The article is written by Zishuang Cheng on Substack, republished on TheLowDown with the author’s permission. You may reach out to him at zishuang.cheng@gmail.com. Read part 1 here

Before we dive into the other lessons that can be drawn from how TikTok was created, I’d like to point out that the Musical.ly team:

  1. Had a leader with minimal, if any, consumer technology experience, having worked at SAP prior to his startup
  2. And was far removed from the generation of his target audience, being a Mainland Chinese in his mid 30s targeting teens in the United States
  3. The entire team was based out of Shanghai initially, while targeting a market in a different timezone and culture

Why I think it succeeded:

  1. When the first version of the startup looked like it was going to fail, they did not delude themselves and carry on, nor did they give up and return the money to their investors or phoned it in. They made a hard pivot based on lessons learnt Resilience and reacting to reality instead of how you wish reality was is a very underrated trait
  2. They were constantly experimenting and tweaking to see what works
  3. The team not only had a bias to action, but thought deeply about the psychology of their users and the nature of social networks
  4. Based on the 3 points above, they clearly ignored conventional wisdom 🙂

Quick recap of Part 1:

Top 10 takeaways:

  1. Do not go against human nature
  2. Make it dead simple for your users to create content (or key action)
  3. Focus on young people for social products
  4. Social Platforms must have a connection to real life
  5. Focus on a niche during the zero to one phase, then diversify the use case
  6. Focus on utility, then build community
  7. Stay close to Your Users
  8. Make your early adopters rich, and the rest will come
  9. For pivots, you have to change the value proposition
  10. Make your users need to feel invested

 

Carrying on from part 1

 

6. Focus on Utility, then build community

“We have to focus on utility aspect, like the first user of Instagram 1.0, they didn’t use Instagram for the feeds, for the likes, for the comments, they use Instagram for the amazing filters, then post on other social media[s] right? Before you have the critical mass of the users, you have to focus on content and utility

Chris Dixon famously talked about this. However, this is by far not the only strategy to get a network going. Facebook and Twitter weren’t single player tools in the beginning. However, it is a good strategy to the cold start problem when you are starting with zero users and the value of the network is correspondingly zero, which makes it difficult to attract any users to add value to said network.

Key Question: Am I narrowing down my audience enough?

 

7. Stay Close to Your Users

“We have to stay really close to our users, different kind of users, we call this Participatory DesignInvolve the end users in the design process from the very beginning, actually we have hundreds of users on Wechat … We have daily conversations, not only conversations about the product and ideas, but what they think, making jokes, be immersed in the American teen culture … for every design.. we present the ideas, share the wireframes before we do any coding”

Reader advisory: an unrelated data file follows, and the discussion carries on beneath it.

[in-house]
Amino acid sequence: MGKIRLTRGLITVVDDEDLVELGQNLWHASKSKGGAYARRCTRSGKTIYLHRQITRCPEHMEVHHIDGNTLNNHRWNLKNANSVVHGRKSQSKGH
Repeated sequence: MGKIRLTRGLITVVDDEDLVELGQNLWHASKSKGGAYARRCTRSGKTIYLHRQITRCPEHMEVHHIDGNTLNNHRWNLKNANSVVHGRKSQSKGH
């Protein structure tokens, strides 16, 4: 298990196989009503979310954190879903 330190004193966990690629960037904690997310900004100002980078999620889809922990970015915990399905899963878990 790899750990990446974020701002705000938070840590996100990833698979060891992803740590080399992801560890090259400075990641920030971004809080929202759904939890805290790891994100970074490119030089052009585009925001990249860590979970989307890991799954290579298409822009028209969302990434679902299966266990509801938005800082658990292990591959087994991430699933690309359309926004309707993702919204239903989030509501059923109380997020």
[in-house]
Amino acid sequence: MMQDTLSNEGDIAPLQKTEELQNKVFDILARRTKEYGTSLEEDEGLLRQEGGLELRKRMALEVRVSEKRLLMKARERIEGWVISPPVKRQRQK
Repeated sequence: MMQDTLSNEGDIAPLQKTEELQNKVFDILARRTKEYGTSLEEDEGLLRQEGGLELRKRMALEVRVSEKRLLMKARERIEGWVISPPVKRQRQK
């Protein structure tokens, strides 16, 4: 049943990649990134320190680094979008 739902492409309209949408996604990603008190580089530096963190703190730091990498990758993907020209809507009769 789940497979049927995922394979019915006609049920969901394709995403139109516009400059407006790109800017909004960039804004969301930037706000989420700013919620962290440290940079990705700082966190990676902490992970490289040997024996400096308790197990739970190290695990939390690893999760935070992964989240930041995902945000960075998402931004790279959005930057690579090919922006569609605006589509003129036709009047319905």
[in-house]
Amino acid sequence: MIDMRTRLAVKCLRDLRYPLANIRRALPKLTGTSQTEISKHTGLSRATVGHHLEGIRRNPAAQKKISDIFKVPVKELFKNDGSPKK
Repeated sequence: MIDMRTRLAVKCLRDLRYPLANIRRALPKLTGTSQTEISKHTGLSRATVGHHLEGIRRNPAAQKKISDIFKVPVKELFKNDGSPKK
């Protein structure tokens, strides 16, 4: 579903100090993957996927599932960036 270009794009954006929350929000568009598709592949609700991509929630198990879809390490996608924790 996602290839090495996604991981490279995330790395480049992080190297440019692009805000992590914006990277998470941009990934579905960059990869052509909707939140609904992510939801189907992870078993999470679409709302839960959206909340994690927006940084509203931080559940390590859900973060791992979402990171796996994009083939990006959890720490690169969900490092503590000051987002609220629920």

An interesting fact about Alex and his team was that they were based in Shanghai while targeting the American market. This is something for SEA founders to note if you’re launching a social product, given that history has shown that most large consumer global products start in the US as they are still leading the world in terms of culture. This will probably be true for the next 5 years at least.

This is a use case for how you don’t have to be ‘solving your own problem’ or be part of the user demographic. What the product manager really needs is a deep insight to the consumer’s behaviour, and the best way to do this is being in constant contact with them. This helps to add a lot more context to any data collected.

Key Question: Is my product team and I talking to my users everyday?

 

8. Make your early adopters rich, and the rest will come

“In the early stage, building a community from scratch is like you just discover a new land, you give it a name, America, you want to build economy, you want to build population, you want people from Europe to migrate to your country right? And Instagram is Europe, Facebook is Europe, how can you do it? Economy in Europe is very developed, and in your country there’s not so many things going on, there’s no economy, how can you get those people to come in? The problem with Europe is, the social class is stabalised, for [the] average citizen of Germany, of France, they have almost zero opportunity to go up in the social class. Now you have [a] new land … the important thing is to build a centralised economy, which means from wealth distribution point of view, you make suremajority of the wealth is distributed to a small percentage of people, make sure they get rich first, these people become role models for other people of Europe …”

While cash is the most tangible form of attraction, the other carrot to dangle is status. Eugene Wei talks about this in much more detail. This ties in with Alex’s thoughts on targeting young people. Since people are status seeking monkeys, and young people would find it much easier to accumulate status as opposed to cash, finding ways to help them attain status is a viable strategy.

The key is, what innate human desire can you tap into that will lure your first batch of users in? A good way to think about this is along the line of the 7 deadly sins, You can think of how each sin has spawned a great tech company:

  1. Lust – Tinder, M17
  2. Gluttony – Food Panda, Ubereats,
  3. Greed – Amazon, Robinhood
  4. Sloth – Amazon, Lazada, Grab, Uber
  5. Wrath – Facebook
  6. Envy – Instagram
  7. Pride – Linkedin

“Very importantly, you have to do decentralisation at the same time. Having an American dream is good, but if it’s only a dream, people will wake up… they know they don’t have [the] chance .. you have to decentralise your traffic model, you have to give the opportunity to average people, and make sure they got satisfaction, make sure they have a middle class coming up”